Morning Coffee: the JPMorgan banker who doesn’t want Jamie Dimon’s job. The AI robot that could save your career.
Among the things that the New Year will bring are another couple of ticks on the clock for Jamie Dimon’s five year retention bonus, and consequently the opportunity for a few more rounds of speculation about succession. Surveying the top executives of JPM seems to suggest that nothing much has changed since the last round of speculation – Dan Pinto is the emergency candidate, Mariane Lake and Jennifer Piepszak are the top two most likely successors, but Jamie’s nowhere near the exit door yet and might not even leave at the end of the period.
There are, however, a few more interesting details, particularly that Piepszak has apparently “privately told several people that she isn’t sure she wants the job” at various points in the past, although she’s apparently told them more recently that she does. Mariane Lake, for her part, has apparently taken calls from recruiters trying to fill other top jobs, and interviewed at both Wells Fargo and PayPal.
We probably shouldn’t read too much into this. No matter how ambitious you are or how happy in your current job, it’s simple common sense to consider outside roles occasionally – if nothing else, you often get material insight into how the competition are thinking. And similarly, there are plenty of contexts in which it might be considered polite or sensible to say that you’re not absolutely obsessed with getting the CEO’s job, particularly when he’s not actually announced a retirement date.
Of course, Piepszak and Lake are not really the first people to be in this position. There’s quite a long and illustrious list of former front runners to succeed to this throne, who are now at hedge funds, private equity or other banks. They either got tired of the wait, or got cold feet at the idea of stepping into the biggest boots on the Street. JP Morgan has been the House of Dimon for so long that it’s quite hard to imagine it under anyone else’s leadership.
But nothing lasts forever. And there’s a danger that the uncertainty could become increasingly destabilising to the bank. The key to Dimon’s time at the top has always been his broad and deep understanding of all the business lines. If any of the internal candidates are going to come close to matching that, they will need to be switched about a bit over the next couple of years. Lake and Piepszak haven’t really run any major investment banking business units, while some of the other possibilities (like global markets head Troy Rohrbaugh) might need exposure to retail banking.
And those business lines have their own management, who are largely doing a pretty good job. It’s not easy to explain to a senior banker that they have a new boss who’s mainly there to tick off a resume point. JPM insiders talking to Bloomberg point out that there would have been an opportunity to move a CEO contender to the investment bank when Carlos Hernandez retired as its executive chair, but nobody thought it was the right move at the right time.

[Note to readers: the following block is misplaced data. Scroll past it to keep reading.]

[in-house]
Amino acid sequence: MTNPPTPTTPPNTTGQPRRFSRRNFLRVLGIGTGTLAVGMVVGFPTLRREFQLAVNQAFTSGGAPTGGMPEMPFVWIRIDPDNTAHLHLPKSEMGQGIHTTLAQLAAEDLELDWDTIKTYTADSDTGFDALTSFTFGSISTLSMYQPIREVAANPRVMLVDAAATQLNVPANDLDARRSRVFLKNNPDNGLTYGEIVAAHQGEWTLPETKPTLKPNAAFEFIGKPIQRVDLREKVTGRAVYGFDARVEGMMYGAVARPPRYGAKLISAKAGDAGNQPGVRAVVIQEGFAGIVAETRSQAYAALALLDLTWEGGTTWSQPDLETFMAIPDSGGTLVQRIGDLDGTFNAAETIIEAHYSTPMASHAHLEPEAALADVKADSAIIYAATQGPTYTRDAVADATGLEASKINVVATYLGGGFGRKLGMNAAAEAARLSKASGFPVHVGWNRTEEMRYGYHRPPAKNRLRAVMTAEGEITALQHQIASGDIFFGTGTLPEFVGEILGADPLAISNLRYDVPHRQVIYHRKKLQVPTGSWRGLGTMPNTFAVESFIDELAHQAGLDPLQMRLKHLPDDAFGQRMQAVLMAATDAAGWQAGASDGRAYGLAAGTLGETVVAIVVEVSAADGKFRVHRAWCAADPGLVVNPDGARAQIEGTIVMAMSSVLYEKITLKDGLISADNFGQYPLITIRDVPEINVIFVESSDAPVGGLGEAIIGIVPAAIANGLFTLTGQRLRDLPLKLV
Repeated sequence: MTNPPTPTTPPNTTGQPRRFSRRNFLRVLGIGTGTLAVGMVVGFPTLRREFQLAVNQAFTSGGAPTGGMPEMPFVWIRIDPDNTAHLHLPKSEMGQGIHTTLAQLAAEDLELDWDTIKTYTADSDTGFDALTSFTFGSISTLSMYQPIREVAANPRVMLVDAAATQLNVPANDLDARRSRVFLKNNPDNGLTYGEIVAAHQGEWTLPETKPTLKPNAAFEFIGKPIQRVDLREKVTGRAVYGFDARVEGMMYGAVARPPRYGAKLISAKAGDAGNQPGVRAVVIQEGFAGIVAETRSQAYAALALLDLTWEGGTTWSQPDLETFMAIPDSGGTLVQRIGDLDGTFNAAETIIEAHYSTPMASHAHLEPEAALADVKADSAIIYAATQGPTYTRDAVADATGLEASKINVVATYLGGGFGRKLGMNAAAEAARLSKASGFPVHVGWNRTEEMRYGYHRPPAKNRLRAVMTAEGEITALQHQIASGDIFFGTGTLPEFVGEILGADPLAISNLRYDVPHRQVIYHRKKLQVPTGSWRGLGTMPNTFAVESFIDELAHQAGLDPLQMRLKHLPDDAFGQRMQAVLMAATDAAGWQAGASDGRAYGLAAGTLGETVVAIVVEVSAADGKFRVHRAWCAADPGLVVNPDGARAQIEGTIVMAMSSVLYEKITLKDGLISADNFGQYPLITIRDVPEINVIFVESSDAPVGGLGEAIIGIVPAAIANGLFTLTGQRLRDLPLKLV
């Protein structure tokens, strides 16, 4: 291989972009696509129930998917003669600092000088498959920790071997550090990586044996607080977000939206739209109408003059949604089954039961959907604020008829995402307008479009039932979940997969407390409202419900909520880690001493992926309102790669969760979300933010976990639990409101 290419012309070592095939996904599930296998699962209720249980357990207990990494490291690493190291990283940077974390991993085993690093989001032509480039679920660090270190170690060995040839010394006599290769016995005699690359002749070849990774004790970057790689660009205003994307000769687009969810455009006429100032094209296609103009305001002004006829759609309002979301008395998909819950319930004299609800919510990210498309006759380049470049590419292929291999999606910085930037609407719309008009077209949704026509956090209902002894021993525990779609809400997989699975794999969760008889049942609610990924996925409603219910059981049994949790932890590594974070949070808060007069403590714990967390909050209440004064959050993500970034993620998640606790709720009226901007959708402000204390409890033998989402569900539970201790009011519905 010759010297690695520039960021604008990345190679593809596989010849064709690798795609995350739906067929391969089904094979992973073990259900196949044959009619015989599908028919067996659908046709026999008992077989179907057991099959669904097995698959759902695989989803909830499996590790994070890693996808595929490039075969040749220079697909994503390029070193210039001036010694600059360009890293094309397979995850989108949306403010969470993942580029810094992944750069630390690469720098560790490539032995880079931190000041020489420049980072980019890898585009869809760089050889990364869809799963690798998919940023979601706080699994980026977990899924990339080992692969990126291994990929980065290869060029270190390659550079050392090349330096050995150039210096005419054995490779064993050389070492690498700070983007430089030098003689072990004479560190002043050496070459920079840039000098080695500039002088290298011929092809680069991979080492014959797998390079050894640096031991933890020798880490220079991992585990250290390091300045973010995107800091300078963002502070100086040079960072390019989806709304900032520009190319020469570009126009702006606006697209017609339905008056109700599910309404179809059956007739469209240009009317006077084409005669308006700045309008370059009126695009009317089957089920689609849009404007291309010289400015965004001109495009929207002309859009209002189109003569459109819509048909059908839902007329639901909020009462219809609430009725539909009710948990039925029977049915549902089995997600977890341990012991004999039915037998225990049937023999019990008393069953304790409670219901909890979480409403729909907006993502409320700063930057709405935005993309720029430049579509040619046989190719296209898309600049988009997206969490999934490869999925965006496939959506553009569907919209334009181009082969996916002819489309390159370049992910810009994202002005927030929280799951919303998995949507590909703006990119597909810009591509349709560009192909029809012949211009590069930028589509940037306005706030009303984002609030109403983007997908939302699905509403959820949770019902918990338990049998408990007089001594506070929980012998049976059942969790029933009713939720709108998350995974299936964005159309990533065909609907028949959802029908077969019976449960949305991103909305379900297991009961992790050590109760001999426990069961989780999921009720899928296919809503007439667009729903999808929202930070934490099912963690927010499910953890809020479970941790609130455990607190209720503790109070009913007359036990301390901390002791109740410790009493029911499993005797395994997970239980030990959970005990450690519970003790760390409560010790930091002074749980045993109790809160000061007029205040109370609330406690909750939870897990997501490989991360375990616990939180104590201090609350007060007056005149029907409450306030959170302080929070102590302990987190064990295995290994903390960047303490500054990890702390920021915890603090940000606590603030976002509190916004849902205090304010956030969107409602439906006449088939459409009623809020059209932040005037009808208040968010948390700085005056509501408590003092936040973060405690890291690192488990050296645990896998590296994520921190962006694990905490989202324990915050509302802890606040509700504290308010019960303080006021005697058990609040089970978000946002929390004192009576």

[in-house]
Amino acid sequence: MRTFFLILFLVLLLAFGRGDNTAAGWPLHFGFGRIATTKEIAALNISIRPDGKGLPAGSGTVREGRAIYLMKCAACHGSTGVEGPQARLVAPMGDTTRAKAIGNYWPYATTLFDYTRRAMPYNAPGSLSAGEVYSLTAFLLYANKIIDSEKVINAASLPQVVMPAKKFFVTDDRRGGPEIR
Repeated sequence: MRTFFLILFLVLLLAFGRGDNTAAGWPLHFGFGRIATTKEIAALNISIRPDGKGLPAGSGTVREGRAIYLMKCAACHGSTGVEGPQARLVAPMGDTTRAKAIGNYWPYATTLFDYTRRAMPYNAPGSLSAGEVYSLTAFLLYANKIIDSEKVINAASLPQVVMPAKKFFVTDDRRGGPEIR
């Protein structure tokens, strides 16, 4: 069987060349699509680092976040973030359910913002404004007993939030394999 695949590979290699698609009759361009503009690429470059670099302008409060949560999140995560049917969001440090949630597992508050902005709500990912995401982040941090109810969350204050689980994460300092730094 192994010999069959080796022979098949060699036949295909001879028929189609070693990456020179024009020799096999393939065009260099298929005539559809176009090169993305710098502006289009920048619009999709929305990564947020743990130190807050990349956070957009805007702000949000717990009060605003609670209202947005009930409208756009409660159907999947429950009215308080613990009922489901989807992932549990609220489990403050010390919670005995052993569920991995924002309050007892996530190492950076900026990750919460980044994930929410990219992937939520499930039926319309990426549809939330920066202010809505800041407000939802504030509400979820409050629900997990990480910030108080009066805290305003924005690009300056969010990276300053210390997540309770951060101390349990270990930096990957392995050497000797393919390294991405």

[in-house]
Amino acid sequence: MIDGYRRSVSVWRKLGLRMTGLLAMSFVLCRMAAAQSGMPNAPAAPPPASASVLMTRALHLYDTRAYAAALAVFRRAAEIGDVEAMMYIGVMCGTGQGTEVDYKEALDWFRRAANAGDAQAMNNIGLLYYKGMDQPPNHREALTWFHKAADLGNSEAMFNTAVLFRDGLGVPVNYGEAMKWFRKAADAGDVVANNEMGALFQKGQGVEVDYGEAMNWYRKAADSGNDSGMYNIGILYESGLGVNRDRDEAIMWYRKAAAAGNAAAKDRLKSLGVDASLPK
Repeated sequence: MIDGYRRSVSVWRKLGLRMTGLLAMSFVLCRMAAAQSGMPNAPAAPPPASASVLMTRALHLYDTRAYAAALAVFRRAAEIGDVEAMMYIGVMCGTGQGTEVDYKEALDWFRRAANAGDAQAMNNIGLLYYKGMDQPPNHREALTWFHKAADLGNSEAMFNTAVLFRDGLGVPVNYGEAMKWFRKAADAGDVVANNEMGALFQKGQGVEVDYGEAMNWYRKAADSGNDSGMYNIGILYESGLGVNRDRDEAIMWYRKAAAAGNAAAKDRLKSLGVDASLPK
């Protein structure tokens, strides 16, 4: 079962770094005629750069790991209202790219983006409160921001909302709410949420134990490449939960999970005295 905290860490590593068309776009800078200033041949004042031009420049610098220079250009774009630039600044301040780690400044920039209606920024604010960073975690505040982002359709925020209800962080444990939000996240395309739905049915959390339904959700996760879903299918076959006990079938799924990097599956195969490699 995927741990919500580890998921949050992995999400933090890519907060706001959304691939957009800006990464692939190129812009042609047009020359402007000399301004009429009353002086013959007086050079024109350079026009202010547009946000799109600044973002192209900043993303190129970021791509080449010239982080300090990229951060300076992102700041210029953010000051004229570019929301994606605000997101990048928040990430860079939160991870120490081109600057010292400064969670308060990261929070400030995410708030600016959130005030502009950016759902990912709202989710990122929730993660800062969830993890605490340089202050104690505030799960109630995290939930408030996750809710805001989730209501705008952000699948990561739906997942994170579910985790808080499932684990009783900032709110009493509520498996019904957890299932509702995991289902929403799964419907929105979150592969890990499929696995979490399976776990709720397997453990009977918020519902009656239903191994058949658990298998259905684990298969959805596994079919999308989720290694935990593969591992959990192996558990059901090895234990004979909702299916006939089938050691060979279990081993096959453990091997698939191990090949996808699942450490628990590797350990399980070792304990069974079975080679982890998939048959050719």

The post-Dimon era will be a huge change for JP Morgan, and there’s no getting away from that. What must be worrying the bank, though, is the possibility that management energy is going to get diverted by people wanting to position themselves for it, just at a time when the banking franchise is doing really well.
Elsewhere, management consultancies are planning to use Artificial Intelligence to save people’s jobs rather than replacing them. The idea, according to Stevans Rolls, the chief talent officer of Deloitte, is to smooth out the swings in the hiring cycle (so you don’t have mass layoffs the year after a record graduate intake), and to “evaluate existing staffers’ skills and map out plans that would shift employees away from quieter parts of the business and into roles that are more in demand”.
Which is fine as far as it goes, but… wouldn’t things like planning staffing levels and guiding people’s careers to take account of their skills and client demand be just normal management? This feels less like a new application for artificial intelligence and more like evidence of demand for a bit of the old fashioned kind.
Perhaps one reason that consultancy firms are thinking about using AI is that the job losses have reached the partner level; and apparently this isn’t just at EY where it might be blamed on the demerger. It seems that they have massively overhired, and that the deal drought has hit revenues for them harder than the banks. (Financial News)
Citigroup underlines that there are some things it’s committed to growing, even while it’s cutting staff overall. The plan to set up a fully-licensed subsidiary in China is still going ahead, even though the difficulty of complying with local data protection laws mean it will be delayed by more than a year. (Bloomberg)
Lots of “pod shop” hedge funds have tended to hit a “speed bump” as they grow faster than they can manage; firms like Eisler, Walleye and Boothbay are hoping it won’t happen to them (Business Insider)
Apparently the practice of coming into the office so that your security badge records compliance with the remote working policy, but then going straight back to finish the day’s work from home is called “coffee badging”. Financial historians might remember that in London, there used to be such a thing as “Vospering”, after a client whose offices were conveniently located next to a train station making them convenient to arrange a meeting with in mid-afternoon. (NY Post)
Millennium moved out of their old offices in Mayfair to accommodate growth – now they’re moving back into the same offices, after the landlord refurbished and expanded them. (Bloomberg)
Not looking good for Tingo; the fintech’s founder has been charged with “massive fraud”, after a Hindenberg report and some newspaper investigations. (FT)
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